She elaborates that obesity is becoming increasingly prevalent and that obesity and mental disorders are clearly associated. More recent research indicates that obesity itself in some cases may lead to depression – therefore it seems highly relevant also to take obesity into account when treating individuals with a mental disorder.
“Food addiction appears to represent a possible risk factor between mental disorder and obesity and is therefore an important field for future research,” explains Christina Horsager.
Overeating might lead to mental disorder
Christina Horsager thinks that there needs to be much greater focus on the interaction between mental disorders and obesity, including the role of food addiction.
Several studies have shown that co-existing food addiction seems to intensify the symptoms of a mental disorder e.g., worsen depressive symptomatology or eating disorder severity.
The mechanisms behind this link remain unknown. Some are probably associated with overweight and are physiological, such as chronic low-grade inflammation in fat tissue, and others are mental or psychological, involving, for example, low self-esteem and stigma.
Further, Christina Horsager envisions that the symptoms of food addiction might place such a great burden and stress on the individual, that the condition itself can worsen symptoms of an existing mental disorder.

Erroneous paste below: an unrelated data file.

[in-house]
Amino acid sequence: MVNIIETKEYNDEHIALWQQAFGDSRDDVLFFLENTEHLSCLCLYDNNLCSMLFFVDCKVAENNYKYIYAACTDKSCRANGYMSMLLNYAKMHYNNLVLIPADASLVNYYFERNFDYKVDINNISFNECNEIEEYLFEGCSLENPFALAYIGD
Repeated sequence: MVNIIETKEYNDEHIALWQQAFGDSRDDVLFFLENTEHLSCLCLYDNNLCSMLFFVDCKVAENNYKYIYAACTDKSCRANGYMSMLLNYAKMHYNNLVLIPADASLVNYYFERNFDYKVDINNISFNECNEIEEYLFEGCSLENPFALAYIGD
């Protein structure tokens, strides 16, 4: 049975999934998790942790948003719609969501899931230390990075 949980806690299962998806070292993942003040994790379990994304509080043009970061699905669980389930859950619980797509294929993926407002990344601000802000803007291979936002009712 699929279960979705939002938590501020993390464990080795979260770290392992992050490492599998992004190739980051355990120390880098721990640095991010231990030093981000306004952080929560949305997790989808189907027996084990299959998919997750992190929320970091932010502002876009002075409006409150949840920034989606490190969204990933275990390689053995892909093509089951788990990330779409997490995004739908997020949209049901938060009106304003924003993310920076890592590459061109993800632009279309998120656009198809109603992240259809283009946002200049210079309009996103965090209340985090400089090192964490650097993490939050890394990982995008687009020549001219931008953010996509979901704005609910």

“You cannot divide obesity and mental disorders into two separate boxes. Treating individuals with a mental disorder should probably include treating co-existing obesity and the underlying causes. Conversely, treating individuals with obesity is probably difficult if co-existing mental health problems are not considered,” she says.
According to Christina Horsager, there seems to be a need for rethinking existing treatment strategies. There should probably be much greater focus on underlying causes of obesity to better adapt and individualize treatment – and prevention.
In food addiction, due to the conceptual and phenotypic similarities with other addiction disorders, it has been suggested to base treatment strategies on principles from the field of addiction disorders. At an individual level this could include reducing symptoms of craving and withdrawal via treatment involving cognitive behavioral therapy, pharmacotherapy, and psychoeducation. From a public health perspective, we should probably be more aware of our surrounding food environment.
Christina Horsager and her colleagues are working on a new project, the Food Addiction, Obesity and Type 2 Diabetes in Denmark (FAT2DK) cohort study, specifically aimed at improving understanding of the connections between food addiction, mental disorders, obesity and metabolic consequences, such as type 2 diabetes. ”Few studies have assessed the longitudinal course and correlates of food addiction, and with this study, we will aim to bridge this gap,” she says.
“Perhaps, for some people, food addiction can be a specific therapeutic target when treating or preventing mental disorders, obesity and comorbidities such as type 2 diabetes,” concludes Christina Horsager.